I have recently had many conversations with speakers, exhibitors and HR tech-industry experts to finalize sessions, schedules and plans for the HR Technology Conference in September. In one of these conversations, a representative from a major HR-technology provider asked me an interesting question that I don’t recall ever being asked before: “When you are thinking about HR technology, what do you think about the most?”
At the time, I tried to stammer out a reasonably coherent answer, as I was not expecting the question. I’ve been thinking about it ever since and decided it would be a good topic to explore here, because elements of HR tech I consider may also influence how you think your current and future tech.
With that said, here are the categories I most often come back to when I think about HR tech.
The War for Talent
Regular readers might recall that I think about, talk about and write about macro labor-market data and trends almost compulsively. The monthly Bureau of Labor Statistics “JOLTS” report is the highlight of most months for me, and I track data points like the labor-force-participation rate and the quits rate like I used to track the batting averages of the mid-1980s New York Mets.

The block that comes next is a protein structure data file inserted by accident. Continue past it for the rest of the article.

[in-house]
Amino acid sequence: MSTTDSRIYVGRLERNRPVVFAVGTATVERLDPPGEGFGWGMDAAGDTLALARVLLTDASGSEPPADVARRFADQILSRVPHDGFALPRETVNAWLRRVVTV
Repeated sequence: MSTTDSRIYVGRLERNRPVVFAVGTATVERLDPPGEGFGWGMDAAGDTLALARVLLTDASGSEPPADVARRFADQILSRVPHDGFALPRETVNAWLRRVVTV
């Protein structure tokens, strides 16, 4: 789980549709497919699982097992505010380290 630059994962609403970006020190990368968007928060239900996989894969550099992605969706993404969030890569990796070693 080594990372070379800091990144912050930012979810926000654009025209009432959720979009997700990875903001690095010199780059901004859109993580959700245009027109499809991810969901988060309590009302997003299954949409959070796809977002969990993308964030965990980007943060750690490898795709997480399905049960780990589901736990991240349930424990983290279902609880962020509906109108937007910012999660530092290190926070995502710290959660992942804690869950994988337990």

You probably don’t have to be a labor-market wonk to know the U.S. market continues to tighten and become more challenging for employers. Unemployment is nearing low, “full-employment” levels and the number of posted, open jobs–as well as the rate of voluntary separations (or “quits”)–is at all-time high since the BLS began its measurements. Essentially, most, if not all, employers are facing difficulty for finding, attracting and retaining workers.
So back to the HR-technology angle. When I think about HR technology I tend to first think about how a specific technology can help an organization better compete in this extremely difficult environment. The most impactful HR technologies must help employers address current labor-market conditions–a recruitment-marketing tool that can help showcase an employer brand and nurture candidates and prospects, an assessment tool that can identify “top” prospects faster and more efficiently than traditional resume reviews, or an analytical tool that can help employers better understand the “micro” market for talent in a region and role in order to support more competitive employment offers. I usually look at any HR-technology solution with an eye toward the question “How will this solution help the organization compete for talent?”
HR Tech as an Enabler of Employee Happiness
In addition to attracting candidates, organizations must also develop and sustain the kind of workplace in which great talent wants to stay and grow their careers. This can be described by: employee satisfaction, engagement and the trendier employee experience, but it often comes down to a simpler idea: employee happiness. Are you happy with your job? Your colleagues? Your organization and its leaders? Your ability to find information you need to be productive? Your compensation, benefits and perks? Your prospects to reach whatever career goals you may have? Even things like the physical workspace and commute come into play here.